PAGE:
The relationship between the commercial cinema and home movie-watching (and later home theater) experience has been a Red Queen’s race for decades now. Widescreen movies were Hollywood’s first attempt to offer something in cinemas that couldn’t be replicated in the living room. Then came 3D, surround sound, 3D again… you get the picture. But one cinematic innovation that still hasn’t made its way into the home is Dolby Atmos, a sound system that opens up a whole new aural world for filmmakers who felt limited by the 2D plane of sound found in conventional 5.1 or 7.1 surround sound systems. Atmos is unique in that it not only contains the standard left, right, center, surround, and height channels, but adds ceiling speakers to the mix to deliver a full 360 degrees of audio via up to 62.2 channels.
And if you’re lucky enough to have seen Alfonso Cuarón’s Gravity in Dolby Atmos, you know that it’s an extremely experimental film in nearly every way, including its use of that extra dimension of sound.
Cuaron explains in the video below how Atmos freed him up to create his ideal experience for Gravity. In the soundless environment of space, he chose to instead use the score to explain the world, and when that world is spinning around out of control, the dizzying array of sound spins with it.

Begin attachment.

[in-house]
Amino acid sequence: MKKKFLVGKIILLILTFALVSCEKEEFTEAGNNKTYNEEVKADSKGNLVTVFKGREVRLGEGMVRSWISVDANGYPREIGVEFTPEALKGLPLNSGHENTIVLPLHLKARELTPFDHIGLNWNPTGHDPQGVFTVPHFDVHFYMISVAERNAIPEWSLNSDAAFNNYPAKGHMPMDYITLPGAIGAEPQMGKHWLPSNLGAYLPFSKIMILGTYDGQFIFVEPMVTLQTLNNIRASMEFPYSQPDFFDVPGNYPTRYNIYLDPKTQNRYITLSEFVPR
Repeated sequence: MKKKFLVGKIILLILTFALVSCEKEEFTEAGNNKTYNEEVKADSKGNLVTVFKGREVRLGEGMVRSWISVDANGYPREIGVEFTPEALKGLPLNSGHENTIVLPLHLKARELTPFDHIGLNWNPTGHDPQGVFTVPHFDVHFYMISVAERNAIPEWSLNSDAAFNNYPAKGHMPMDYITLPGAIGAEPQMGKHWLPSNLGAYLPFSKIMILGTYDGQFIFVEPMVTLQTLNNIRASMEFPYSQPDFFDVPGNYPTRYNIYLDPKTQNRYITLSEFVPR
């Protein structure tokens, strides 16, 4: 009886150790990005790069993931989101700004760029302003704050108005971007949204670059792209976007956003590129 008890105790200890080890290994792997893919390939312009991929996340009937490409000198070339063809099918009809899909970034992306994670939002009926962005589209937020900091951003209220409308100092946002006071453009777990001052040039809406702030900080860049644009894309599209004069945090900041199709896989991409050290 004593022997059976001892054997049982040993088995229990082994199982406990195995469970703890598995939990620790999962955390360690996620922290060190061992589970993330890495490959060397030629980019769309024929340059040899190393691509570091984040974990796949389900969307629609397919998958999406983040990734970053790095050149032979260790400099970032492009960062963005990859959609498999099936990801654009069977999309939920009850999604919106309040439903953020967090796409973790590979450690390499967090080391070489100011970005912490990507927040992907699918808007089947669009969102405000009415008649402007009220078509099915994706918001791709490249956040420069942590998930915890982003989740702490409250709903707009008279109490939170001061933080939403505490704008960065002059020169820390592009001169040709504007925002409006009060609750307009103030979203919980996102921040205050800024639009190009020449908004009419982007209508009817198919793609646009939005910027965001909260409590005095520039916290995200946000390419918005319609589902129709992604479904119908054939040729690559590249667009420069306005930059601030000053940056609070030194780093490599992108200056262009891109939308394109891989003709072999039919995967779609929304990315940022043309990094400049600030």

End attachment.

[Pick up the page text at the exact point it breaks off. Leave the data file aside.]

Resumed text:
So how long before we can experience Gravity like this at home? It’s actually an iffy maybe as to whether or not we will in the foreseeable future at all. There are certainly people who want it, but aside from DTS’s experiment with Expendables 2, we haven’t seen a lot of motion in the upward direction with home video release soundtracks. The big problem is that while 5.1- and 7.2-channel sound systems are so easy to set up that virtually anyone with a den or living room can do it (not properly, mind you, but that’s another story), when you add at least another seven speakers to that mix (14.2 would be the minimum number of channels required to bring Gravity‘s Atmos mix home properly), and consider that some of them either have to be mounted on or in the ceiling, it’s safe to assume that Atmos Home would be a largely custom-installed affair.
And then there’s the problem of amplification. Most receivers capable of 11.2-channel processing actually only contain nine channels of amplification, and they’re absolute beasts. Can you imagine how big your average 14.2-channel receiver would be? (You can look at Yamaha’s MX-A5000BL AVENTAGE 11-Channel Power Amplifier and extrapolate from there). For now, at least, it seems that the select few cinemas with Dolby Atmos installed have the advantage when it comes to films like Gravity.
Via: [Dolby on Vimeo]